“When Mrs. Winchester set out for her Séance Room, it might well have discouraged the ghost of the Indian or even of a bloodhound, to follow her. After traversing an interminable labyrinth of rooms and hallways, suddenly she would push a button, a panel would fly back and she would step quickly from one apartment into another, and unless the pursuing ghost was watchful and quick, he would lose her. Then she opened a window in that apartment and climbed out, not into the open air, but on to the top of a flight of steps that took her down one story only to meet another flight that brought her right back up to the same level again, all inside the house. This was supposed to be very discomforting to evil spirits who are said to be naturally suspicious of traps.” – Read more on the Winchester Mystery House® website

Winchester Mystery House Spider Web windows

Spider webs figured prominently in many of the homes architectural features. An actual  spider made a home in the garden just below these windows.  I think Sarah would be proud.

Gardens of San Jose Tour

What a day!  I toured three private gardens in the historic Rose Garden Neighborhood with a long-time friend along for the journey.  We picked up our tour map in the San Jose Municipal Rose Garden, run entirely by volunteers.  From there we walked the route to each home.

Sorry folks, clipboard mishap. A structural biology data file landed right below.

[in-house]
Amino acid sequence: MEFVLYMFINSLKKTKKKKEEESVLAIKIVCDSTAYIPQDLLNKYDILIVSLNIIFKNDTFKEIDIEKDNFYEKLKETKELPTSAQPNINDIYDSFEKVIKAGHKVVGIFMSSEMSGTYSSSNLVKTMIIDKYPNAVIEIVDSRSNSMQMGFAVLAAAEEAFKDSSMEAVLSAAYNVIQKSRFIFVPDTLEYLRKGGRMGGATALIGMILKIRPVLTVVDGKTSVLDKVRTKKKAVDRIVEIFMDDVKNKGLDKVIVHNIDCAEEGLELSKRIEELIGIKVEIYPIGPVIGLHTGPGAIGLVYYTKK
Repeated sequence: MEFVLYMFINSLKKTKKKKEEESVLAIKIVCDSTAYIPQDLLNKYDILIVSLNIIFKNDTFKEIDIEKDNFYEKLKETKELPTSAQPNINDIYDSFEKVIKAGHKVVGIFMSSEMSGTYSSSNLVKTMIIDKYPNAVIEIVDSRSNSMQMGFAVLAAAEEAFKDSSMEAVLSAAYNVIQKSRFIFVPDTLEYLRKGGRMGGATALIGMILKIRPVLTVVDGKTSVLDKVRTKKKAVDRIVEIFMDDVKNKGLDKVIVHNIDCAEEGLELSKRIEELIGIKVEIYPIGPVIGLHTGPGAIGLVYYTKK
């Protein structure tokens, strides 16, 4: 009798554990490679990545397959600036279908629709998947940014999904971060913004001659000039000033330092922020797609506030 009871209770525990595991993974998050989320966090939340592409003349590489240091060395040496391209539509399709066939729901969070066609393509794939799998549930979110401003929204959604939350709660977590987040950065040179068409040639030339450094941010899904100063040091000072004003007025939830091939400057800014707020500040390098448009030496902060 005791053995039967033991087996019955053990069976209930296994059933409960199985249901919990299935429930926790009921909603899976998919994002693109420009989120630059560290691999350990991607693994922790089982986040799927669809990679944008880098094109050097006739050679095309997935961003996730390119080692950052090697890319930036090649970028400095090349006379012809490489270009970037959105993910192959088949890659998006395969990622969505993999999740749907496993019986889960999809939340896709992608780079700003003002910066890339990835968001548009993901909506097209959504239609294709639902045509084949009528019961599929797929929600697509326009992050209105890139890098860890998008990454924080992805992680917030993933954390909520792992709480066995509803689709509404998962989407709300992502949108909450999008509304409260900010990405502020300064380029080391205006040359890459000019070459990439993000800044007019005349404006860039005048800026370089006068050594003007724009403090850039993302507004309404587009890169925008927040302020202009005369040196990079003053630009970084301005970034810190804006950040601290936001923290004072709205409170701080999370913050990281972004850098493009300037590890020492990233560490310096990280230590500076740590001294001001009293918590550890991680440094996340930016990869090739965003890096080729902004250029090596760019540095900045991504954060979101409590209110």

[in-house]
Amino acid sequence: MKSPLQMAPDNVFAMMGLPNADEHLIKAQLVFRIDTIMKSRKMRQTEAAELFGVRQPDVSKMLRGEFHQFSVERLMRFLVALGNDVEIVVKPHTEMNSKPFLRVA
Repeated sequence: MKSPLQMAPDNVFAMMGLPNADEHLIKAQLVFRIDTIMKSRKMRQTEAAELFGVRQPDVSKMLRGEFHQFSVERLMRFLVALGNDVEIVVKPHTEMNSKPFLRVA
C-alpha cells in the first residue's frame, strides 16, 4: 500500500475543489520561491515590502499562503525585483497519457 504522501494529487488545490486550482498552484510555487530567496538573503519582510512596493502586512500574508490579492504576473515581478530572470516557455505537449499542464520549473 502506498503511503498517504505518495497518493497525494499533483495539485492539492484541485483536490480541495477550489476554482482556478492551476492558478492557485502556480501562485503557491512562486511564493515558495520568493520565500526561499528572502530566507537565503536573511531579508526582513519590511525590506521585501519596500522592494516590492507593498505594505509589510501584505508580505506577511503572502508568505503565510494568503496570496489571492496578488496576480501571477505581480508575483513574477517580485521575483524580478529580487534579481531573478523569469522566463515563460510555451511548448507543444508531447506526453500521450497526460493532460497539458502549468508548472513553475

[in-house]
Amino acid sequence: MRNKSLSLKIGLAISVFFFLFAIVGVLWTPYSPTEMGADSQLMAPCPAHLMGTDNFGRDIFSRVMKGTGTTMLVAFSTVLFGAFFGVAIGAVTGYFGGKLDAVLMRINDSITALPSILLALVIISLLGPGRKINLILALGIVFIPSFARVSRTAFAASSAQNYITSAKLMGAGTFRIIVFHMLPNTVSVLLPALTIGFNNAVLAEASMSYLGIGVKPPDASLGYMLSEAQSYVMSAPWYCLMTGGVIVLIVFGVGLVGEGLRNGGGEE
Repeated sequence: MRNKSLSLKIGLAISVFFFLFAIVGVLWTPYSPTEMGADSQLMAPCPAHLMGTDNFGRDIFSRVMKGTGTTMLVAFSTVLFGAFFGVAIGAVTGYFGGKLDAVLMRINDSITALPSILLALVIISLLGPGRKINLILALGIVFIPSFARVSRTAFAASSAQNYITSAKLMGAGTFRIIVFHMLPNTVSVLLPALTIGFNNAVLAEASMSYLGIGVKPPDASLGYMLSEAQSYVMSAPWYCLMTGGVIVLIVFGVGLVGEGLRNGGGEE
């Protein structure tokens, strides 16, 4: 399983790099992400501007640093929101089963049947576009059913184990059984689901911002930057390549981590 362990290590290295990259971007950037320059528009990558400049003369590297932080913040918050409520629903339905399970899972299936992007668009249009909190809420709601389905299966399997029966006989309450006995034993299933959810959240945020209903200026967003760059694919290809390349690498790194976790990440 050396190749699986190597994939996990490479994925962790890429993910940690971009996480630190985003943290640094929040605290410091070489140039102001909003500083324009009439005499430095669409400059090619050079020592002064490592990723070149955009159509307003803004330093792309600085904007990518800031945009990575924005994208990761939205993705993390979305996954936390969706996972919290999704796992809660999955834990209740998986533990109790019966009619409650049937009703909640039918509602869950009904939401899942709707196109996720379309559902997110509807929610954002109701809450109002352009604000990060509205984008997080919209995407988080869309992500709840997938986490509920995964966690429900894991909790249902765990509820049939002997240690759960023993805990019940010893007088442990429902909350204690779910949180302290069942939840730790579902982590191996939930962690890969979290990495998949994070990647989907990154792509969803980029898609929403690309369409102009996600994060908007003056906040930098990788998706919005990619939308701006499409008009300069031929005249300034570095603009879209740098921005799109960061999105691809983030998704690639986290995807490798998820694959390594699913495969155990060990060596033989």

The first garden, and the most unusual was a Xeriscape, a New Mexico arroyo-styled theme garden.  There was so much to take in.  The center of the garden houses a yoga room, surrounded by native plantings, dry river beds, a vertical vegetable garden and walkways.  The home owner keeps bees on the property in a hive resembling a tall bird house.  The hive sits behind trellised berry vines, and receives a regular visitor: a neighborhood blue jay.  The bees “clean house” each day, tossing out the dead bees and the jay stops by in the morning to eat them.


As an organizer, I was intrigued by the efficient use of space throughout the property.  Baskets, crates, wire shelves and hooks lined the entire back side of the garage.  The narrow space served as storage, with a beautiful Jade and Fuchsia intermingled with the tools.

The mid-day sun wasn’t optimum for good photos.  That said, the collage below captures the flavor of this incredible garden.

Xeriscape Garden